Bet you thought there were only 4!
Lately social enterprise is on the tip of everyone’s tongue. For profits are trying to build up their image and do good, while nonprofits are looking for ways to supplement donations with earned income. Not long ago, I saw a nonprofit blog headline state something along the lines of: CMO’s (Chief Marketing Officers) will soon be taking over the role of Executive Directors of nonprofits… And, that got me to thinking.
Fresh out of college I learned about sales and marketing, often the hard way, through trial and error and plenty of lost sales. Lately, I’ve worked with several nonprofits who had or were adding a social enterprise aspect to their business models. Reflecting upon this experience, I think I’m safe in stating the basic principles of sales and marketing are not often uppermost in the minds of most nonprofit leaders.
If you have, or are adding a social enterprise effort to your organization, there is a high probability you are going to be selling a product or a service. Here are some things you need to understand in order to optimize your success.
What’s your marketing mix?
The first four P’s work to establish your business model, often called your marketing mix. You can’t find a marketing book that doesn’t offer a discussion of these four strategic areas of your business.
Your product or service is the focal point of your sales efforts. It needs to be created and defined in a way that satisfies a customer need. It can be tangible or intangible, be an actual item or a service, mass produced or customized for each customer and you should package yours so there is a reason why customers would buy yours over others.
The amount that customers will pay for your product or service. Pricing is important regardless of whether your product is completely unique or similar to others. Your pricing strategy impacts your marketing strategy. There are three primary pricing strategies, they include: skimming, penetration, or neutral pricing. When setting your price, you need to be aware of your customers’ perceived value in your product in relation to other similar goods and services, so you price yours right.
These are all the tactical elements that get the word out about your great business offering. Different marketing strategies will dictate which promotional tactics will best serve your business. Public relations, advertising, sales promotions, and direct campaigns comprise many of the tactics used to promote a business and its products or services. Most importantly, these tactics must be tailored specifically to your target audience.
How will your customers get your products? Place refers to how you plan to distribute your products or services. What will best serve your customers; bricks and mortar, website store, or mail order/special delivery? Often the product or service itself determines place, but the most important question to ask is, to what will customers most appreciate and gravitate?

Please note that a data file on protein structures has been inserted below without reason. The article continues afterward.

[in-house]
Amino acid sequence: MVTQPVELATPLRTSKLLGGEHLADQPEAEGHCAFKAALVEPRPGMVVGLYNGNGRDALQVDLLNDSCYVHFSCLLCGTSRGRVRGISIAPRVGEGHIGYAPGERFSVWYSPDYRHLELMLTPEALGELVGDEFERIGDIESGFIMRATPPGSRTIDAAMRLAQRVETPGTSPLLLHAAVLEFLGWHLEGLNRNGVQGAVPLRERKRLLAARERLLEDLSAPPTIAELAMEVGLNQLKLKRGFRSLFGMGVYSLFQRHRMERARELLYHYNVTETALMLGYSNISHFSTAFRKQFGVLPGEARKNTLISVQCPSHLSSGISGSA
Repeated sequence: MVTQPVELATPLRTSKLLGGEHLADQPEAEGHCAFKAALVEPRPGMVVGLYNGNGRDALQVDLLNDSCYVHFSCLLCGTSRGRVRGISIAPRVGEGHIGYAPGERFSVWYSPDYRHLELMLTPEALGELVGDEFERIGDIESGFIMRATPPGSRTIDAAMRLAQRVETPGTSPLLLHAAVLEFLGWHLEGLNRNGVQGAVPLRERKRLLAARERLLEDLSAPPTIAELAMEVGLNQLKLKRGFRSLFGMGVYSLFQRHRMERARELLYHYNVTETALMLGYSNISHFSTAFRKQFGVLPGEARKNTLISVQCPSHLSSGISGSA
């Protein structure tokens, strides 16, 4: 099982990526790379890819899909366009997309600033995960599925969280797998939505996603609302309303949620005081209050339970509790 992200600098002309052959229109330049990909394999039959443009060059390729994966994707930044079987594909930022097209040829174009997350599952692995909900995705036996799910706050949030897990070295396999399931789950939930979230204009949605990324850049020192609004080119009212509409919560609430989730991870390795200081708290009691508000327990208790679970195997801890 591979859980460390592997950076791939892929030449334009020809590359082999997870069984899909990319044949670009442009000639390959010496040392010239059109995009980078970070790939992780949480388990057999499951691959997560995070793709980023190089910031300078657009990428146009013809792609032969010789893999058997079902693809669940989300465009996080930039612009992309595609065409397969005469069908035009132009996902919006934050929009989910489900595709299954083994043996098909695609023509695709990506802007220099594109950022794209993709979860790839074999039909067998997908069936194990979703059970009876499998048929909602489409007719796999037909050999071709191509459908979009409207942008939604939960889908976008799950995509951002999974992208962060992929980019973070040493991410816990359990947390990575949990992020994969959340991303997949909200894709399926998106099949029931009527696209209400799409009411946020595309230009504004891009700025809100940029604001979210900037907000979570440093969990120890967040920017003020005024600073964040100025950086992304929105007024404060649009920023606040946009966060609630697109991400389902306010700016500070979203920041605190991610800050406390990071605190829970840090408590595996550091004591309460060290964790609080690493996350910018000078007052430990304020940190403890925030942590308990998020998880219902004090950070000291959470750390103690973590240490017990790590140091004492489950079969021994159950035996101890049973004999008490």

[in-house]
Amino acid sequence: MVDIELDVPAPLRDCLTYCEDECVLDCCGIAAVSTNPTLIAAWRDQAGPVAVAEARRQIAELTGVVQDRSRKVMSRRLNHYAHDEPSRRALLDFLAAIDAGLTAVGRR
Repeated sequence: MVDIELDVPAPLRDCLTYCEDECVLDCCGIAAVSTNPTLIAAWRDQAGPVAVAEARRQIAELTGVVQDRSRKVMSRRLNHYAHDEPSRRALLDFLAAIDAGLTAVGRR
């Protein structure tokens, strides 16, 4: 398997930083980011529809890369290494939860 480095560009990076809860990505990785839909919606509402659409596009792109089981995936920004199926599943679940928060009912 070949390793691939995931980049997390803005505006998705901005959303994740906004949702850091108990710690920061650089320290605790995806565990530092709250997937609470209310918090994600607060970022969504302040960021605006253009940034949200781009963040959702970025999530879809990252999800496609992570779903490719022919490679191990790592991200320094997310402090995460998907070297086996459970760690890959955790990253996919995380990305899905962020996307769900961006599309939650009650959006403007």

Branding is much more than just a cool logo.
Then there are the other four lesser known P’s that work to establish your brand.
Your position among your competitors is an important component to understand in order to develop a winning strategy. Knowing what others are saying about their products allows you to present your products in contrast and as unique to the marketplace. This knowledge also works to uncover your competitive advantage. A competitive advantage is typically a unique process or product, or some form of exceptional performance; make sure yours is clearly defined.
Your value proposition is what customers can expect from your business, product, or service. It is your promise to the customer. It is often a convincing written statement that expresses why consumers should purchase from you, or why your product is best for them. Your value proposition is central to your business model and should come as a result of an analysis of the benefits, costs, and value of your product. It is a cornerstone of your strategy.
People want to do business with those companies that provide great value, have the perceived best product, or have the best price or delivery. The best way to improve your brand is by being excellent in what you do, so it is very important to back up your claims and support your customers with excellent service. The slogan: “The customer is always right!” is still true today, even if it appears to have passed away.
This is a two-headed coin. The first side of your coin represents your customer, your target audience. You need to understand their needs, desires, and requirements with regard to your product. Know their language, know where they shop, what they read, what they like and you will become a more effective marketer. The other side of your coin concerns your people, staff and employees, they are your lifeline to success, train them in customer service, product knowledge, and salesmanship. Then, reward them for their performance and their rapport with customers, especially when they satisfy a customer issue.
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